'It's Partly On Me': GOP Official Says Fraud Warnings Hamper Vote-By-Mail Push
Republican state officials who want to expand absentee and mail-in voting during the pandemic have found themselves in an uncomfortable position due to their party's rhetoric.
President Trump has claimed repeatedly, without providing evidence, that mail-in voting is ripe for fraud and bad for the GOP. He and other Republicans have charged that Democrats might use it to "steal" the election.
Kentucky Secretary of State Michael Adams told NPR he got his "head taken off" by some fellow Republicans for his plan to send every registered voter a postcard telling them how they can easily apply for an absentee ballot for the state's June 23 primary.
"The biggest challenge I have right now is making the concept of absentee voting less toxic for Republicans," he said.
Adams said the presumption that absentee voting is less secure is frustrating because Kentucky has safeguards in place to protect against fraud — including requiring people to apply for ballots instead of automatically sending them to everyone on the voter rolls.
But Adams admitted he is partly to blame. Like many Republicans, he ran for office on a platform of fighting voter fraud. His campaign slogan was to "make it easy to vote and hard to cheat."
"It's partly on me because I talked about it in my campaign," Adams acknowledged. "But it's my job now to calm people's fears."
As many experts have said for years, Adams said instances of voter fraud are rare and more likely to be found in small, local races than in a statewide or national election.
"People who think that Donald Trump is going to have the election stolen by mail, it's just absurd," he said.
Adams is not the only Republican secretary of state caught in a similar position while trying to address the concerns of voters and poll workers about the potential health risks of in-person voting. Health officials in Wisconsin report thatnearly 70 cases of COVID-19 have been diagnosedin voters and poll workers who took part in the state's April 7 election.
After Georgia Secretary of State Brad Raffensperger decided to send absentee ballot applications to 7 million voters for his state's June 9 primary, the state's Republican House speaker, David Ralston, complained in an interview that it could lead to fraud and be "extremely devastating" for the GOP.
In Nevada, conservatives sued Secretary of State Barbara Cegavske over her plan to hold a mostly mail-in primary June 9. They argued that it would lead to fraud and dilute the votes of legitimate voters, a claim that a judge dismissed as unfounded.
Opposition from Louisiana Republicans in the state Legislature forced Secretary of State Kyle Ardoin to scale back his absentee-voting plan.
In Ohio, Secretary of State Frank LaRose faced some pushback from within his party over expanding absentee voting, including for the November election. Ohio held an all-mail primary on April 28.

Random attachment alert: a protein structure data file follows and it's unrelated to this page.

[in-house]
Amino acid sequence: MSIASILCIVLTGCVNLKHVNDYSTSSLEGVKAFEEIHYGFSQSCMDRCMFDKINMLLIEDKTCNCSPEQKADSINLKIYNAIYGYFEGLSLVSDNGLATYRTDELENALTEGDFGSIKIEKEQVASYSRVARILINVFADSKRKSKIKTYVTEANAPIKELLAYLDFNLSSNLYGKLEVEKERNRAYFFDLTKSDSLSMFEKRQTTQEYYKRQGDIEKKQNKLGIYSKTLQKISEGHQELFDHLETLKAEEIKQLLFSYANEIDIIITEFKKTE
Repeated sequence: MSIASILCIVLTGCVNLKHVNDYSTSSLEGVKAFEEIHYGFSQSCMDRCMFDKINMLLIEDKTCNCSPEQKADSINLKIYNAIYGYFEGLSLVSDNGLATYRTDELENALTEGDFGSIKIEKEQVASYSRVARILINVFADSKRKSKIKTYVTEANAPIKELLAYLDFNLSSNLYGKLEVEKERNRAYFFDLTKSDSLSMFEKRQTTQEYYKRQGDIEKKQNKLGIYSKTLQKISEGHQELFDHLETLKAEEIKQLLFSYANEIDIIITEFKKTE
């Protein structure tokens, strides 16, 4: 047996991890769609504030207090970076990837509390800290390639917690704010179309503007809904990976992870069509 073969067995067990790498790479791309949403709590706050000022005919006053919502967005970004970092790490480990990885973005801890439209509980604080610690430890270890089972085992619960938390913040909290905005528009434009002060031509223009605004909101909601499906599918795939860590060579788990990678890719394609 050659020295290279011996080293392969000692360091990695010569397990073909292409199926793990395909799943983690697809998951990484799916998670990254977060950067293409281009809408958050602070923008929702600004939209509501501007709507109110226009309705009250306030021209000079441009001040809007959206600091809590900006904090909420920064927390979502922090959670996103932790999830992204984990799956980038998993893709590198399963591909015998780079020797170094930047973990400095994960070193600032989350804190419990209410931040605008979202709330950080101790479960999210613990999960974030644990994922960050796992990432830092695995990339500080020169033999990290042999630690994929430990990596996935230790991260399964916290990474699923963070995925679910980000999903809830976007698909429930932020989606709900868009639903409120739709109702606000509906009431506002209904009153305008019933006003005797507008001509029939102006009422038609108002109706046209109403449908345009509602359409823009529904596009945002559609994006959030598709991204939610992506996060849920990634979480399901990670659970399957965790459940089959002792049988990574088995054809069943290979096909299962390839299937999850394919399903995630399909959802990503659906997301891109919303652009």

"Because of the national argument, some people have sort of dug into this 'vote by mail is bad, vote in person is good.' The fact is it's not quite that simple," he said.
LaRose said he's had to explain that mail-in voting in Ohio is secure because of protections such as signature matching and the ability of voters to track their ballots online. He noted that both Democrats and Republicans in the state use absentee voting in almost equal numbers.
In fact, multiple polls have shown that most voters — including Republicans — want to be able to vote by mail, especially during the pandemic.
Despite Trump's comments, GOP officials have been encouraging Republicans to vote absentee in races around the country, in part because they worry that Democrats will be able to use voting by mail to their advantage.
Even Trump tweeted during a recent special congressional election in California that supporters of the Republican candidate should "Mail in ballots, & check that they are counted!"
David Becker, executive director of the nonprofit Center for Election Innovation & Research, who works closely with state and local election officials, said most election officials want to steer clear of the political crossfire as much as possible.
"They're just kind of quietly trying to do their job and stay above the political fray. I think that's the best strategy for them," Becker said, adding that the officials already have a tough job trying to balance the public's reluctance to vote in person with the complicated logistics of expanded mail-in balloting.
He said officials also have to assure the public that the election is secure. Even though voter fraud is extremely rare, Becker said he fears that all the talk about it could undermine confidence in the results and "be used by the loser in an election to delegitimize the outcome."
Perhaps to cover their bases, some Republican secretaries of state — including in Georgia and West Virginia — have announced they are setting up special task forces this year to monitor mail-in voting for signs of fraud. Kentucky's Adams said he plans to announce such a task force soon.
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